I have more than 30 spots on my body where I have been scraped, burned and lasered. I have just returned from my six-month dermatology appointment and as I look at these fresh wounds, I remember an appointment 4 years ago.
It was a quick visit, routine really. It was more of a vanity issue to have one ugly mole removed than a health concern.
The ugly one and a few others were frozen with liquid nitrogen with one removed and sent in for a biopsy – just to make sure, the doctor said.
I got dressed, gathered my purse, paid the receptionist, took the brochure the doctor gave me about skin cancer and went on with my day. When I got home, I cleaned out my car and the brochure went into the recycling bin.
After, all I thought, it won’t happen to me.
There have been many times in my life when I have been surprised. This phone call was one of them.
“The biopsy came back positive,” the nurse said.
It was melanoma.
She scheduled an appointment for me to have a larger section of skin removed for another biopsy. Where was that brochure? I hadn’t even read it.
“Melanoma is a BIG DEAL,” the doctor said as she sat down next to me in the examining room.
We read the lab report together. This had been found early and the hope was that by removing a larger section it would capture all of the melanoma cells.
This was a long visit that included numbing of my leg and a larger, deeper piece of my skin was removed, then stitches.
As I got dressed, I searched through the doctor’s display of information for the brochure. The one titled, “Skin Cancer.”
This time I kept it. This time I read it.
It outlined three types of skin cancer. I scanned through the first two and came to the third. I read that “melanoma is the deadliest form of skin cancer.” The brochure went on to outline all the things you should do to “Prevent-Detect-Live.”
I have pretty much done everything it said I shouldn’t. I remember so many years ago splashing on baby oil to lay in the sun to gain the perfect tan. The years – years – of water skiing, swimming and hiking. And yes, visits to tanning beds.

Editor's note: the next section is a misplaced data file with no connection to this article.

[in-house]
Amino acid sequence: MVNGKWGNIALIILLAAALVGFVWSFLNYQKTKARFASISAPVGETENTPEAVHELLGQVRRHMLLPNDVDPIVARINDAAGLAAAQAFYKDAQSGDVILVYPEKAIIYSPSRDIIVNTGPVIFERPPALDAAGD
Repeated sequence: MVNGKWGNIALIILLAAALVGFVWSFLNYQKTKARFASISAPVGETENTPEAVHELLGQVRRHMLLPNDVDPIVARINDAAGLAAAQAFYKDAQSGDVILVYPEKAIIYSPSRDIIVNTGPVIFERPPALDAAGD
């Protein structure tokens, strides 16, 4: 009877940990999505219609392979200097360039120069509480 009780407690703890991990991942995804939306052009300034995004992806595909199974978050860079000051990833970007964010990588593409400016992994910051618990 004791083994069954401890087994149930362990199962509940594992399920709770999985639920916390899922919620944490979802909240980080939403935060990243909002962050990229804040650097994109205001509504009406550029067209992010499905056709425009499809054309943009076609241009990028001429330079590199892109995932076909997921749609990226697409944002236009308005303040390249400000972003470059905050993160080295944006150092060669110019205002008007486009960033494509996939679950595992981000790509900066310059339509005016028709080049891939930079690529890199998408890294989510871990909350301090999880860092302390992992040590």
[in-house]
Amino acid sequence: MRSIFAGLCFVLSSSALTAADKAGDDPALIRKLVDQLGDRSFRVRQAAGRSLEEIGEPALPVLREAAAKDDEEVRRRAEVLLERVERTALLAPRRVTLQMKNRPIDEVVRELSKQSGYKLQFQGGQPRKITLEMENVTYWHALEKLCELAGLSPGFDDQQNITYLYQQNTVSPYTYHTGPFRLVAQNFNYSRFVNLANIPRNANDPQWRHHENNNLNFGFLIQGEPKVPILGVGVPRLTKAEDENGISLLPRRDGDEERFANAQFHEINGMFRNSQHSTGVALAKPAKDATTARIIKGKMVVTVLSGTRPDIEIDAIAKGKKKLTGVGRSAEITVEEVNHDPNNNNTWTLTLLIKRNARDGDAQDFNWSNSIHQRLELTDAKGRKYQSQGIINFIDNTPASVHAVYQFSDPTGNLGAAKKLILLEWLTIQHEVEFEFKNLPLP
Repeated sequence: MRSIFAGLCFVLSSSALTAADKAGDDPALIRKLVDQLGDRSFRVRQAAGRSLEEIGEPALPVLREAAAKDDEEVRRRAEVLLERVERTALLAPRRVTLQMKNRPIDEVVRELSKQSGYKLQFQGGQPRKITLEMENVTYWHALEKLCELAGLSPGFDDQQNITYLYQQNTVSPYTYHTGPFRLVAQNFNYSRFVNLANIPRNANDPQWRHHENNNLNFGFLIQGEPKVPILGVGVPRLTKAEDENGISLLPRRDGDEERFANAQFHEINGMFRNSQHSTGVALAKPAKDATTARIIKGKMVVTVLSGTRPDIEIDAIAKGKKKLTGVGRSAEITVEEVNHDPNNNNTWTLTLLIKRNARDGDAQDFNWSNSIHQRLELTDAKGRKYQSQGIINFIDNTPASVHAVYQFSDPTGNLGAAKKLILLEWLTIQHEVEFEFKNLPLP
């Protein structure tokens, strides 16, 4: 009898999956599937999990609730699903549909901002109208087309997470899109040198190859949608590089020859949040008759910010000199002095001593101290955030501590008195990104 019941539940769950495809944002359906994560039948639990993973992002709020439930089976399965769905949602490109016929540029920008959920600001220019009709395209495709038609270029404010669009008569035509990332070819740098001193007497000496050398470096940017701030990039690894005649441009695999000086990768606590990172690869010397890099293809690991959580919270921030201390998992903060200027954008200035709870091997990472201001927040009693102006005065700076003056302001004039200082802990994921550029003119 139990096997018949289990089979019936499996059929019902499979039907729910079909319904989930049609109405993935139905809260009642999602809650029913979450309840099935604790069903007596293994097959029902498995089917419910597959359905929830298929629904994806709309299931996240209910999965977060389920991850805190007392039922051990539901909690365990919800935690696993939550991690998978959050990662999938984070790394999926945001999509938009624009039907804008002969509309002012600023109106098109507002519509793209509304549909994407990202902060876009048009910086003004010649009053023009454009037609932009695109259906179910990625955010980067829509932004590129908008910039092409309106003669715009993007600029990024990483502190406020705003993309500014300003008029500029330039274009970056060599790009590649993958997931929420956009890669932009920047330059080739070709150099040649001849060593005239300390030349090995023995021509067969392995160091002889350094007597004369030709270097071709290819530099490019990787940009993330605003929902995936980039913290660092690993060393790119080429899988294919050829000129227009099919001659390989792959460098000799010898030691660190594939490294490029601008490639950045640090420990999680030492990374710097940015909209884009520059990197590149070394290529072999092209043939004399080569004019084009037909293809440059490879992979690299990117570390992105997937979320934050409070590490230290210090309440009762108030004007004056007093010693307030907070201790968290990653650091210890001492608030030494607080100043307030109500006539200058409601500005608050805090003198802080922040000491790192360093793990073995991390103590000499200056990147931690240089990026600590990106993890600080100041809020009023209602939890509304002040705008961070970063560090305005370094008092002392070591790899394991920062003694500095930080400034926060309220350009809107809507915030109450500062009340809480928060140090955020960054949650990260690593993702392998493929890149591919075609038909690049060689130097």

As time went on, I heard about skin cancer and sunscreen was added to my life, but not in the amount or intensity it should have been.
I always thought it won’t happen to me.
Regular dermatology appointments became a must in my life. Being self-aware of changes in my skin became routine.
Six months after that first melanoma removal it was time for another skin check. This time I had one that I was suspicious of and pointed it out to the dermatologist. She felt it was probably fine, but listened to my concerns, removed the suspicious spot and sent it in for a biopsy.
Again the phone call came, and the biopsy was again positive for melanoma.
My life repeated the scenario of taking a larger section of my skin, more stitches and more reality.
It had happened to me again.
That was four years ago. Now I have regular six-month dermatology appointments. Now I continually scan every mole and spot on my body. Now I wear hats and sun-protective clothing and pay attention to the best sunscreen and how I apply it.
Now I also encourage others to do the same.
The sting of these 30 new red sores reminds me to never forget and never get careless. The minor discomfort is a gentle reminder to love myself enough to take care of me, a reminder that if it can happen to others why couldn’t it happen to me.
And if it can happen to me, it can happen to anyone.
Pennie’s Life Lesson: Love yourself enough to take care of you.